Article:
Today’s follow-up interview is with Bailey DeSimone. Bailey was first interviewed in 2019 when she started at the Law Library of Congress as a Metadata Technician. She is also a blogger for In Custodia Legis, and has authored various posts, including Approaching Peak Bloom – Pic of the Week, From the Serial Set: Biography of the Honeybee, New Story Map: Documenting World War I, and From the Serial Set: What was the D.C. Parks Commission?
Describe your current position.
I am the Law Library’s resident graphic designer and a data visualization specialist. I primarily assist the foreign legal specialists in finding creative ways to visualize their collective findings in legal reports to showcase data trends, something I became especially interested in during my graduate studies. I have been a hobby artist my entire life, and can now bring those skills to the Law Library by designing report covers, infographics, and other digital illustrations. My goal is to make legal information presented in the Law Library’s publications engaging and accessible in a variety of multimedia formats. It is wonderful to be in this role combining my creative skills with my interest in legal information research.
What project are you most proud of that you have worked on at the Law Library of Congress?
Working with our remote summer interns during my time in the Digital Resources Division gave me the opportunity to meet so many incredible people. I learned so much from each individual’s research project and enjoyed being able to help with the research process. Creating Story Maps was my favorite part – bringing together audio, visual, and text materials to create narratives that explain the role of the law in U.S. history. Everyone who joins the internship program from across the world shares the goal of promoting accessible legal information for people of all backgrounds.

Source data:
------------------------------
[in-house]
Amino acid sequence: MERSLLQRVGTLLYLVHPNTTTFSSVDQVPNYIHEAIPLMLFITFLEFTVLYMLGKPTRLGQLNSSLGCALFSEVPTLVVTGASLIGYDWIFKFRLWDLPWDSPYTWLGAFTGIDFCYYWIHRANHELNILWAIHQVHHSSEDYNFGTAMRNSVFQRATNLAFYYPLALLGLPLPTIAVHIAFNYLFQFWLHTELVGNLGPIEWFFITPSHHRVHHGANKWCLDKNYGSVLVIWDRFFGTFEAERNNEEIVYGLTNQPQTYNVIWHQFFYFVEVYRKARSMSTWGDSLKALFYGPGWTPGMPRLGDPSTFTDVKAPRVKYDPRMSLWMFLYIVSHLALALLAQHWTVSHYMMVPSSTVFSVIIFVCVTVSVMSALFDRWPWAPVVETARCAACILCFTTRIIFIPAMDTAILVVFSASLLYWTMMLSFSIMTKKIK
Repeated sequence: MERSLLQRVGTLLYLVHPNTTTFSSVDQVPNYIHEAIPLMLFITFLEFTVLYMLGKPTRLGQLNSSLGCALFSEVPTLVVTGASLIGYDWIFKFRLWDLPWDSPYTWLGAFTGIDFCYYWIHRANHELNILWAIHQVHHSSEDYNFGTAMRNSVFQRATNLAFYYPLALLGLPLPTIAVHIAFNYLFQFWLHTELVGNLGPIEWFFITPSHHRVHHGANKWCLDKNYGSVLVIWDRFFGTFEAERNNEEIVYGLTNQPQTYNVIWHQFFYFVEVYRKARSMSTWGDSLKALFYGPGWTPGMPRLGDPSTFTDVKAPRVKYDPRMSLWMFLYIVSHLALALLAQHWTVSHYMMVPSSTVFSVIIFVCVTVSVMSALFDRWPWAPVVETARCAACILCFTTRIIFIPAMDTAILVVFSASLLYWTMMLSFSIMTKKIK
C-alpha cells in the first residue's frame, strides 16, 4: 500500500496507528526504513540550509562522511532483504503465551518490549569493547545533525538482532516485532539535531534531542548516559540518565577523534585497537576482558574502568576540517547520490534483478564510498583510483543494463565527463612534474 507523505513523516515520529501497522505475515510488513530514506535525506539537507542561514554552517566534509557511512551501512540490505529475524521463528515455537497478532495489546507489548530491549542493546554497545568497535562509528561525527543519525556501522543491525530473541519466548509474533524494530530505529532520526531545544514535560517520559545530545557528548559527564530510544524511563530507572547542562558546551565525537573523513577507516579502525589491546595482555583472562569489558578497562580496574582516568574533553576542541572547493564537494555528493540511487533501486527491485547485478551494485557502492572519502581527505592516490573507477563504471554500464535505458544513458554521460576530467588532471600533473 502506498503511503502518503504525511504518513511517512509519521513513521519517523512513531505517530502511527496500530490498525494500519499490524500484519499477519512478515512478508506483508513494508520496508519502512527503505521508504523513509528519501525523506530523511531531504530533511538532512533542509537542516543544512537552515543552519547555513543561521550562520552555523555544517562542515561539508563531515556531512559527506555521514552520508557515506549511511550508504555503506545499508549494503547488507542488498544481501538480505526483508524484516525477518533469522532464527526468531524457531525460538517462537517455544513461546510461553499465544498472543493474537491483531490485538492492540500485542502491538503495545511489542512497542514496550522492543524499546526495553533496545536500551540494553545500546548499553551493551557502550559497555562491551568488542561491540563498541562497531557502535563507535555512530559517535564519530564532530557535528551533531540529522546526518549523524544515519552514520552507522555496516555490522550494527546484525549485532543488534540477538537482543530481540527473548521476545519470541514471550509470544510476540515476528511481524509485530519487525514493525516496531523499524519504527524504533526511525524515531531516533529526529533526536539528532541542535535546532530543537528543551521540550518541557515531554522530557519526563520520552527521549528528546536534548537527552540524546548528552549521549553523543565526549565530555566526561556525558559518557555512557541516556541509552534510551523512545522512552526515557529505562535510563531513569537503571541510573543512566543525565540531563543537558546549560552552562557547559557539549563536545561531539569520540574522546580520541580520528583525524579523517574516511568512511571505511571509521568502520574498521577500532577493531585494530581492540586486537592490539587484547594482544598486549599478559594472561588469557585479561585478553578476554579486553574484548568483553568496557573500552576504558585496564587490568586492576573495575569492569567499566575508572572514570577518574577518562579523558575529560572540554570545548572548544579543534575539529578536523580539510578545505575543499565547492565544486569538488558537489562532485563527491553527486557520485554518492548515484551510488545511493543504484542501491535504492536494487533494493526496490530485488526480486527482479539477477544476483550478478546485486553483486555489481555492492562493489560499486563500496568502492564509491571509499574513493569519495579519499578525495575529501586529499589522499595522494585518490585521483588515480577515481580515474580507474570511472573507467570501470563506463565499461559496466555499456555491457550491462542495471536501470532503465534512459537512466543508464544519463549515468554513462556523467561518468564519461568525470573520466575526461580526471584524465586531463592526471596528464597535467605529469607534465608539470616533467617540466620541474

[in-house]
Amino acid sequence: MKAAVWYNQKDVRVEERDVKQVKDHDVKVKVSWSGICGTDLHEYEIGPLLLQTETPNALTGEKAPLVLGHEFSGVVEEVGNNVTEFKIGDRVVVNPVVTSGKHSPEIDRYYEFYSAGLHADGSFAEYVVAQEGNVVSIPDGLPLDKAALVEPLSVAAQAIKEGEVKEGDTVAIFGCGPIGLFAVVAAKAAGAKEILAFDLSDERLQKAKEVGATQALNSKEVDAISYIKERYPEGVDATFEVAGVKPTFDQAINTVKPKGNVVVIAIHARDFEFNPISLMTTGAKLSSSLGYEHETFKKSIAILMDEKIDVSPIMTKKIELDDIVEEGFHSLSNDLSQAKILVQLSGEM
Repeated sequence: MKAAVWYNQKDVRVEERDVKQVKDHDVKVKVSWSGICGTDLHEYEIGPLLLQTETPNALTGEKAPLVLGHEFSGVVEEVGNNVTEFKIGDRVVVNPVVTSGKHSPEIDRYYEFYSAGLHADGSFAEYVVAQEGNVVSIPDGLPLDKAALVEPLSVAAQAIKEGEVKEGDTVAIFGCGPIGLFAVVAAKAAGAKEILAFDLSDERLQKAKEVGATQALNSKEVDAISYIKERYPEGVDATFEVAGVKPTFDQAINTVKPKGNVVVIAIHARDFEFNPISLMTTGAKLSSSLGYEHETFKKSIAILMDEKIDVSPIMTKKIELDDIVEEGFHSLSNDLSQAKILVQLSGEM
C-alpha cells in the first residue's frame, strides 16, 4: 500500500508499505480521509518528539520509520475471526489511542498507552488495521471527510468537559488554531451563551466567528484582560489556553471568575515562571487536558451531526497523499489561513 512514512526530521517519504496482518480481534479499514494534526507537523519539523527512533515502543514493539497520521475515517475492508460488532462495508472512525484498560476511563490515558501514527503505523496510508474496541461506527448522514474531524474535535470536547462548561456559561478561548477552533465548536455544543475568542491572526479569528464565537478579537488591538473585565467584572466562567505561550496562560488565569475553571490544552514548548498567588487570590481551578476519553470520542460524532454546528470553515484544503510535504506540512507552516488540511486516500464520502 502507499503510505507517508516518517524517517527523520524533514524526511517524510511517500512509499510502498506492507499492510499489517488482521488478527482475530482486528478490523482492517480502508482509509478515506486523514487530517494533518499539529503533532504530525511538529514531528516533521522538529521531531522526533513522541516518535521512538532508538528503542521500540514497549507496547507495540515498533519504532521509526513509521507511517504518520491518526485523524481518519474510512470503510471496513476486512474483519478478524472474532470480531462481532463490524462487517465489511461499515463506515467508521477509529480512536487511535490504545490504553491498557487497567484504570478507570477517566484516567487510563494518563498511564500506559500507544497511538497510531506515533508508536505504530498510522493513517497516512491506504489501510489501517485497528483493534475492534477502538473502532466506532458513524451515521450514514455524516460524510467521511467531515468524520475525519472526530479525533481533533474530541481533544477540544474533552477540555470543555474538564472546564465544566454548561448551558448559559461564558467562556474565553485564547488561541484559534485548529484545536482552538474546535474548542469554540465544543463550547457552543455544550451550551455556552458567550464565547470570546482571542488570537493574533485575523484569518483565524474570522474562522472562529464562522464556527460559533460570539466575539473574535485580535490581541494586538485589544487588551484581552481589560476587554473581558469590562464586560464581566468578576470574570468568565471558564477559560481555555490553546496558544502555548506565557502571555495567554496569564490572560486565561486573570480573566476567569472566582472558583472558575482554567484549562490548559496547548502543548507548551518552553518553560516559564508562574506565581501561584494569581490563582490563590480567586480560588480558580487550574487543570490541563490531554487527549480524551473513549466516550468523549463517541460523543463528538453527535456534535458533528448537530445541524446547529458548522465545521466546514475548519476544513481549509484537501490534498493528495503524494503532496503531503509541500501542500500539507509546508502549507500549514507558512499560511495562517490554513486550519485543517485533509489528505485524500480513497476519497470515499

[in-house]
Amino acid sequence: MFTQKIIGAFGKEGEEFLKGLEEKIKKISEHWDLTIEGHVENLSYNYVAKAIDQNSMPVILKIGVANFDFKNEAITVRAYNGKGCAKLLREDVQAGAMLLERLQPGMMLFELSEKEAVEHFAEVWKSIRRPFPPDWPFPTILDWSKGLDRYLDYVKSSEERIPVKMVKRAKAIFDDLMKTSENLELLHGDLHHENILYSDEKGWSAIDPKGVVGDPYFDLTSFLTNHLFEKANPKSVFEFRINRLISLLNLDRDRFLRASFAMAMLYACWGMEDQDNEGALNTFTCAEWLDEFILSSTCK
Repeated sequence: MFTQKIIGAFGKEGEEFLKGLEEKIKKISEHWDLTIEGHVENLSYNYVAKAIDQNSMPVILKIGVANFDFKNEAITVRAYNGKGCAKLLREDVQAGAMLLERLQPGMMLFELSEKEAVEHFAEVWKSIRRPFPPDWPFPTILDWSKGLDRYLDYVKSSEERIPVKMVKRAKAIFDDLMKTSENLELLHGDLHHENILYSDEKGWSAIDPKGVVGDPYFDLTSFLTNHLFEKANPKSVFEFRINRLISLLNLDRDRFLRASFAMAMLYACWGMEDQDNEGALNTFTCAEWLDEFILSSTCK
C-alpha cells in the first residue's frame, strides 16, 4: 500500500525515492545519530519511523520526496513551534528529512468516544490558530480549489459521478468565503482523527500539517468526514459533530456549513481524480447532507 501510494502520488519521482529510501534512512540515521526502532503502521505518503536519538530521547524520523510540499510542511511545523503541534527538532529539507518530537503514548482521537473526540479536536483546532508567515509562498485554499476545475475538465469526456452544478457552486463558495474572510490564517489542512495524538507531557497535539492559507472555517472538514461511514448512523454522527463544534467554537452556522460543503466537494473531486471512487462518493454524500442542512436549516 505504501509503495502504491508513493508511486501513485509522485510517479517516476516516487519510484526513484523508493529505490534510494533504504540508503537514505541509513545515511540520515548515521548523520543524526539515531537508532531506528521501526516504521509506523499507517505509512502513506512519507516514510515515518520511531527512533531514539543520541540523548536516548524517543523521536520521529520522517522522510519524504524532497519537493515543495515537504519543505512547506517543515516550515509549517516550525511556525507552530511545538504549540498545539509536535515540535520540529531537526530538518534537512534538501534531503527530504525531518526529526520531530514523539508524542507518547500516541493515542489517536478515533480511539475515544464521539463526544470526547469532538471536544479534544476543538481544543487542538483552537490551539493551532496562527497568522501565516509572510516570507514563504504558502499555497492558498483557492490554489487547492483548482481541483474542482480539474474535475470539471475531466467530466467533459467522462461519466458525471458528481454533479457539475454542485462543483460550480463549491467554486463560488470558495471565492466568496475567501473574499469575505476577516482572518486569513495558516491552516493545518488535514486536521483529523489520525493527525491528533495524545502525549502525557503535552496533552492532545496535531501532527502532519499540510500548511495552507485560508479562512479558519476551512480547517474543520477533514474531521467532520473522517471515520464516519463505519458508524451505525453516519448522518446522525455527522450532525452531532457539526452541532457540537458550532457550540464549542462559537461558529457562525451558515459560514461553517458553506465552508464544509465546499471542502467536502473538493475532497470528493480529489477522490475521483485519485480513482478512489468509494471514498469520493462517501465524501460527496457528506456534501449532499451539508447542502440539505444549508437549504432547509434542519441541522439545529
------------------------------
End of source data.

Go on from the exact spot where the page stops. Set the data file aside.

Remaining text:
What is the most interesting thing you have discovered from working with the Law Library’s print and electronic collections?
As a Metadata Technician, I wrote a series of blog posts called From the Serial Set that highlighted some of my favorite findings from the collection. I am amazed at the scope of information that U.S. legal documents contain and how much there is to learn. It is a fascinating historical perspective. Some of my favorite posts to write were about diplomatic correspondence regarding fashion abroad and tracking the history of LGBTQ+ laws through documentation surrounding the legislative process.
What is your favorite Law Library of Congress website and why?
The foreign legal gazette database is one of the most amazing features of law.gov. Not only does it highlight the Law Library’s unique collection of worldwide legal publications, it makes it easier to locate and identify each specific publication. I am especially motivated by the questions that shape data collection and eventually tell stories through statistics, and this is a fantastic example of how legal information is benefitted through data mapping. This database was created by Elina Lee, a former colleague of mine during my time in the Digital Resources Division and a current Program Specialist in the Copyright Office.
What is the most interesting fact you have learned about the Library of Congress?
As an artist, I especially enjoy the different murals throughout the Jefferson Building that list the various disciplines, parts of the world, seasons, and more. I learned recently that Sappho is the only woman (aside from Dr. Carla Hayden’s name on the wall of Librarians) featured in these murals.
What is your favorite legal novel and/or movie?
I tend to read mostly legal nonfiction – I love any history that depicts the law as its own perspective alongside the stories of the people or communities involved. As for movies, I unironically enjoy campy 90s horror films, so The Devil’s Advocate starring Keanu Reeves is high on that list. I’m also a fan of the Babylon Berlin series – a German crime drama set in 1930s Berlin.
Subscribe to In Custodia Legis – it’s free! – to receive interesting posts drawn from the Law Library of Congress’s vast collections and our staff’s expertise in U.S., foreign, and international law.